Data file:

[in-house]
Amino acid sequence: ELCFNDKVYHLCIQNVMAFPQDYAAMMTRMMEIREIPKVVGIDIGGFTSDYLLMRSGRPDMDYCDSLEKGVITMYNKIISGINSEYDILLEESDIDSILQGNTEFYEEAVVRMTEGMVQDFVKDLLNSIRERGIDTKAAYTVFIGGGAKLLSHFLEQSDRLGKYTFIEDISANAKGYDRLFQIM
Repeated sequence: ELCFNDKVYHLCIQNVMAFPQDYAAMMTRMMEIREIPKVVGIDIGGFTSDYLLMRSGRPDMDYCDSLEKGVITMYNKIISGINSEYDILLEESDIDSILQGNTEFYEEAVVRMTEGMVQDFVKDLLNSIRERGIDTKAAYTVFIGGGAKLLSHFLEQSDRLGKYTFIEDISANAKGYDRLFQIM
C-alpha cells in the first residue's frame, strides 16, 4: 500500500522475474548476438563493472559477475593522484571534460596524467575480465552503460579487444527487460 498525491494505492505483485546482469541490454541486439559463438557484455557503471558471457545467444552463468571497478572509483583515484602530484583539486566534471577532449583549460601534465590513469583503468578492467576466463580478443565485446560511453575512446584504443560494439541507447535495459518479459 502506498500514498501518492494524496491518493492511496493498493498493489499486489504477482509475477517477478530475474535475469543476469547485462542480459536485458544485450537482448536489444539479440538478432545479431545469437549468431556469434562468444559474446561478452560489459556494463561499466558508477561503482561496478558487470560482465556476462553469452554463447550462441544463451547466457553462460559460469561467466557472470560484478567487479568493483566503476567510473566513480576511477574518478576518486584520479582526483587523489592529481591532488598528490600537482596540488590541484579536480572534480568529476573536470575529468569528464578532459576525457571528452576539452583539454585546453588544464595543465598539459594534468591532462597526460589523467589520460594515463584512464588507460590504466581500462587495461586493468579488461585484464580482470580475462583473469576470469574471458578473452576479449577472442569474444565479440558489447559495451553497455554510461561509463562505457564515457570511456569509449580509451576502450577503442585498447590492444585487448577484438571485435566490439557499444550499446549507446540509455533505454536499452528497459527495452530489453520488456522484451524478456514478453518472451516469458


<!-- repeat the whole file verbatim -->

[in-house]
Amino acid sequence: ELCFNDKVYHLCIQNVMAFPQDYAAMMTRMMEIREIPKVVGIDIGGFTSDYLLMRSGRPDMDYCDSLEKGVITMYNKIISGINSEYDILLEESDIDSILQGNTEFYEEAVVRMTEGMVQDFVKDLLNSIRERGIDTKAAYTVFIGGGAKLLSHFLEQSDRLGKYTFIEDISANAKGYDRLFQIM
Repeated sequence: ELCFNDKVYHLCIQNVMAFPQDYAAMMTRMMEIREIPKVVGIDIGGFTSDYLLMRSGRPDMDYCDSLEKGVITMYNKIISGINSEYDILLEESDIDSILQGNTEFYEEAVVRMTEGMVQDFVKDLLNSIRERGIDTKAAYTVFIGGGAKLLSHFLEQSDRLGKYTFIEDISANAKGYDRLFQIM
C-alpha cells in the first residue's frame, strides 16, 4: 500500500522475474548476438563493472559477475593522484571534460596524467575480465552503460579487444527487460 498525491494505492505483485546482469541490454541486439559463438557484455557503471558471457545467444552463468571497478572509483583515484602530484583539486566534471577532449583549460601534465590513469583503468578492467576466463580478443565485446560511453575512446584504443560494439541507447535495459518479459 502506498500514498501518492494524496491518493492511496493498493498493489499486489504477482509475477517477478530475474535475469543476469547485462542480459536485458544485450537482448536489444539479440538478432545479431545469437549468431556469434562468444559474446561478452560489459556494463561499466558508477561503482561496478558487470560482465556476462553469452554463447550462441544463451547466457553462460559460469561467466557472470560484478567487479568493483566503476567510473566513480576511477574518478576518486584520479582526483587523489592529481591532488598528490600537482596540488590541484579536480572534480568529476573536470575529468569528464578532459576525457571528452576539452583539454585546453588544464595543465598539459594534468591532462597526460589523467589520460594515463584512464588507460590504466581500462587495461586493468579488461585484464580482470580475462583473469576470469574471458578473452576479449577472442569474444565479440558489447559495451553497455554510461561509463562505457564515457570511456569509449580509451576502450577503442585498447590492444585487448577484438571485435566490439557499444550499446549507446540509455533505454536499452528497459527495452530489453520488456522484451524478456514478453518472451516469458